Origin of captious
Examples from the Web for captious
I believe that slight sufferings make us captious—great ones, humane and benevolent.The Kentuckian in New-York, Volume I (of 2)|William Alexander Caruthers
He yielded, or seemed to yield, to the hot hastiness of Wilks, and lent himself to the captious waywardness of Dogget.Their Majesties' Servants (Volume 1 of 3)|John Doran
The second day he became very moody and captious, the third day no one knew what to do with him.Stories of Authors, British and American|Edwin Watts Chubb
But he was in a captious mood; and he did not wish to oblige her.Happy Pollyooly|Edgar Jepson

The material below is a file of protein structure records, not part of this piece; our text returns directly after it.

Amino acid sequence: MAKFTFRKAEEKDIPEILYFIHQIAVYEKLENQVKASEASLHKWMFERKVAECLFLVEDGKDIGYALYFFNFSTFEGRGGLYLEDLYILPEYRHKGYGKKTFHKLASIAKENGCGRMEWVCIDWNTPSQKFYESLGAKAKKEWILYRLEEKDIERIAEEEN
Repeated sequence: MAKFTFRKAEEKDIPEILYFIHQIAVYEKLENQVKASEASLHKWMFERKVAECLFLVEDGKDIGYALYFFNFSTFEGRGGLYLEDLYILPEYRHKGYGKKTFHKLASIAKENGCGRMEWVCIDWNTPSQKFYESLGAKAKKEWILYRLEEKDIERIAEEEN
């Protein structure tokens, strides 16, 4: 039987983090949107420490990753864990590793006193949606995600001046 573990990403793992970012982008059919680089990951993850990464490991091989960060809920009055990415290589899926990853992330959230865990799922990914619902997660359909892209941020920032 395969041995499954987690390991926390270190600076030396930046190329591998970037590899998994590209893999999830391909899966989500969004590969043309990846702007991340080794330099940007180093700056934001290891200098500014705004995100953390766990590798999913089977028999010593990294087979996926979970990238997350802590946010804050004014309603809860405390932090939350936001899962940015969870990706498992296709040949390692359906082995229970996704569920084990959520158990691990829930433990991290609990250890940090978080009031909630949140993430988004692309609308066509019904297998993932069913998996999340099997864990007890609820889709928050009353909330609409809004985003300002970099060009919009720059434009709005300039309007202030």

For 'captious' we should certainly read, with Farmer, capacious.
British Dictionary definitions for captious
Word Origin for captious
Word Origin and History for captious
c.1400, capcyus, from Middle French captieux (15c.) or directly from Latin captiosus "fallacious," from captionem (nominative captio) "a deceiving, fallacious argument," literally "a taking (in)," from captus, past participle of capere "to take, catch" (see capable). Related: Captiously; captiousness.